What You Don't Know About Volatility Can Hurt You

Editor's Note: As one of the traders who was instrumental in creating the precursor to the VIX, we asked Shah to write about the truth behind our understanding of volatility and how it applies to today's volatile markets.

The wild swings we see in the stock market aren't the result of volatility.

Volatility results from the wild swings, not the other way around.

One thing investors don't understand is that the VIX (the CBOE Volatility Index, sometimes called the market's "fear gauge") isn't predictive. It isn't a leading indicator; it isn't telling us what the future holds. It's misleading.

If you didn't know that, chances are you may not understand what's really causing wild market swings.

Here's your quick fix on the VIX and how to avoid falling into the fear gauge's trap...

Back to Volatility Basics

There are two kinds of volatility:

  1. Realized volatility
  2. Implied volatility

Realized volatility, more often called historical volatility, is a measure of past volatility.

One measure of how things move is standard deviation, or how far from the "mean" (its average) something moves. A one standard deviation move is tame, a two standard deviation move is less so, and so on. Historical volatility is the average of how many standard deviations something moves (in either direction) over a period of time.

We know how volatile something has been, like a stock or the stock market as measured by the S&P 500, because we can measure how volatile it has been over historical time periods.

Implied volatility, on the other hand, is the measure of volatility that's derived from the actual market price of an option, or a stock, or the market.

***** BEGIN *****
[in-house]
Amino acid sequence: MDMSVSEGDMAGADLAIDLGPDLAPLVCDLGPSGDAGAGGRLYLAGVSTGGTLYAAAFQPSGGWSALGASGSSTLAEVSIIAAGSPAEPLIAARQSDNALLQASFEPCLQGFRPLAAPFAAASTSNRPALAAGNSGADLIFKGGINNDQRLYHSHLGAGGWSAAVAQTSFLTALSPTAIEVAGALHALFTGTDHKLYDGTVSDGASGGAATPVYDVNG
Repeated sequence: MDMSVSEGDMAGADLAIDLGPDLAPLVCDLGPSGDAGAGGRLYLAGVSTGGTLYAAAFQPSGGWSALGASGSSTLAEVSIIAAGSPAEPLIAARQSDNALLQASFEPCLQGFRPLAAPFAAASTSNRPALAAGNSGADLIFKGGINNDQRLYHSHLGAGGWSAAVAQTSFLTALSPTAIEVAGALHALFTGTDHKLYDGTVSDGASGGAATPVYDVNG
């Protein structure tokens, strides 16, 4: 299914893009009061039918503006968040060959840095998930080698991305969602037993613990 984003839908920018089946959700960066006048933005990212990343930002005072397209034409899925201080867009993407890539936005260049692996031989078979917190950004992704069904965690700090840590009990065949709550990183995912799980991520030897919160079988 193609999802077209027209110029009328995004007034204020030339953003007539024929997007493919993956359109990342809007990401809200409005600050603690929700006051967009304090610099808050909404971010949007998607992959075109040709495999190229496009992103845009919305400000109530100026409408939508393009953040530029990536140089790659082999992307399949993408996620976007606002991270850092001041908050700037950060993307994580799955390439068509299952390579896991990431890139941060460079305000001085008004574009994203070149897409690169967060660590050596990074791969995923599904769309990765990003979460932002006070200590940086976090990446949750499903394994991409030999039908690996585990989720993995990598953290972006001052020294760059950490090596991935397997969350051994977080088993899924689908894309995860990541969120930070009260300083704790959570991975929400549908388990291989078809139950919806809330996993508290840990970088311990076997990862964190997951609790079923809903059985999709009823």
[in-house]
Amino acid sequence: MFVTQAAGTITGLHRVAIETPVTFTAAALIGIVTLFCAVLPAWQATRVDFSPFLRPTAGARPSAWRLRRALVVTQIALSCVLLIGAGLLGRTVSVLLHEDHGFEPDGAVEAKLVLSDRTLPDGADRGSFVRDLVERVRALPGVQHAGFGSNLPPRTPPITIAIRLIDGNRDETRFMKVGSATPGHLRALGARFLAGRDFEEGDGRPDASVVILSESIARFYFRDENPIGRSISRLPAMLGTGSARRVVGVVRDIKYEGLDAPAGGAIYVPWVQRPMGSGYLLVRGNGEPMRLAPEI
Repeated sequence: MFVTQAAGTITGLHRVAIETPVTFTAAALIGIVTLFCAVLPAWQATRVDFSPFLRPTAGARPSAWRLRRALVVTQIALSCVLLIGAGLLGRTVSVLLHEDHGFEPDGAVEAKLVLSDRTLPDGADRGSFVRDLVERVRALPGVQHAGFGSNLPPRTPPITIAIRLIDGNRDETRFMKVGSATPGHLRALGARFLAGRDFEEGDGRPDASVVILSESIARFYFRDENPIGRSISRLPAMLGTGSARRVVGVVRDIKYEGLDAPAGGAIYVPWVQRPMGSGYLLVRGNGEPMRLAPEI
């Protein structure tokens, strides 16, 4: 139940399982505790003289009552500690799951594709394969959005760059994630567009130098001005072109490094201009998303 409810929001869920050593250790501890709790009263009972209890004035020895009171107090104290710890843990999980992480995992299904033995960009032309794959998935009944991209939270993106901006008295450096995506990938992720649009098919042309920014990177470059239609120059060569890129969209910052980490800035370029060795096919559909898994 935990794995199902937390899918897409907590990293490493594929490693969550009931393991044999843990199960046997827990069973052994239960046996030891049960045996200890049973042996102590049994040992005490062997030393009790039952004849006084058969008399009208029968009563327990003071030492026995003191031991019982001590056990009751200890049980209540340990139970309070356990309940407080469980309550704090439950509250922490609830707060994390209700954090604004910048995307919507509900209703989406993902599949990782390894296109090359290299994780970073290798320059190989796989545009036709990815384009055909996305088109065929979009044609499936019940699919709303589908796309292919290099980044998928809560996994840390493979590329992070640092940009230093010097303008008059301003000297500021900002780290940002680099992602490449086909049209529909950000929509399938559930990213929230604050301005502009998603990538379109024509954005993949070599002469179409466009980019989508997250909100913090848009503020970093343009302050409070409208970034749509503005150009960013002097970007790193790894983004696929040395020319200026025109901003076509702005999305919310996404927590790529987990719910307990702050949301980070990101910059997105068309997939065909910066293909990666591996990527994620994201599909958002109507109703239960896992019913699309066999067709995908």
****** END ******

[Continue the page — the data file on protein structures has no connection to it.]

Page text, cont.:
To calculate implied volatility, you would have to throw out the theoretical price of what something (like an options contract) should be, since that is calculated by using the Black-Scholes options pricing model, which incorporates historical volatility.

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To figure out what something's implied volatility is, you'd plug in all the numbers that comprise the Black-Scholes model (except the historical volatility number), substituting the actual market price for the theoretical price (which is what the model solves for), and instead solve for a new volatility number.

Implied volatility is the expected volatility buyers and sellers of that option are pricing it at, in the real world.

In other words, implied volatility is what the market expects volatility to be.

Origins of the VIX

The Black-Scholes options pricing model (the one that uses historical volatility as part of its equation to calculate theoretical options prices) was plugged into the computers we used at the CBOE back in the early 1980s when I was a market-maker on the floor.

If you wanted to buy or sell an option, you might look at what the theoretical price should be, to see if you could buy it cheaper than what it was supposedly worth or sell it for more than what it was theoretically worth.

However, what was obvious to a bunch of us was that theoretical prices derived by formula were quite different from the prices at which we were buying and selling.

Necessity is the mother of invention, and we were trying to make money. So, to figure out why there was such a difference between theoretical prices and actual prices, a handful of us started playing with the Black-Scholes model.

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It didn't take us long to figure out that if we used the formula to solve for volatility, instead of some theoretical price, we got markedly different volatility numbers.

We were trying to figure out if the implied volatility that we were calculating, which represented what actual buyers and sellers were expecting and pricing accordingly (without knowing it), could help us price other options more efficiently.

It did.

I was an OEX (the S&P 100) market-maker, in the pit, trading OEX options when they were launched in 1983. A group of us immediately extrapolated out what we knew about implied volatility. We used near-month, at-the-money puts and calls (because they were the most active) on the OEX to come up with what implied volatility was on the whole market, as measured by the S&P 100.

That ended up becoming the VIX, which is now the implied volatility of the S&P 500.

The VIX Does Not Predict the Future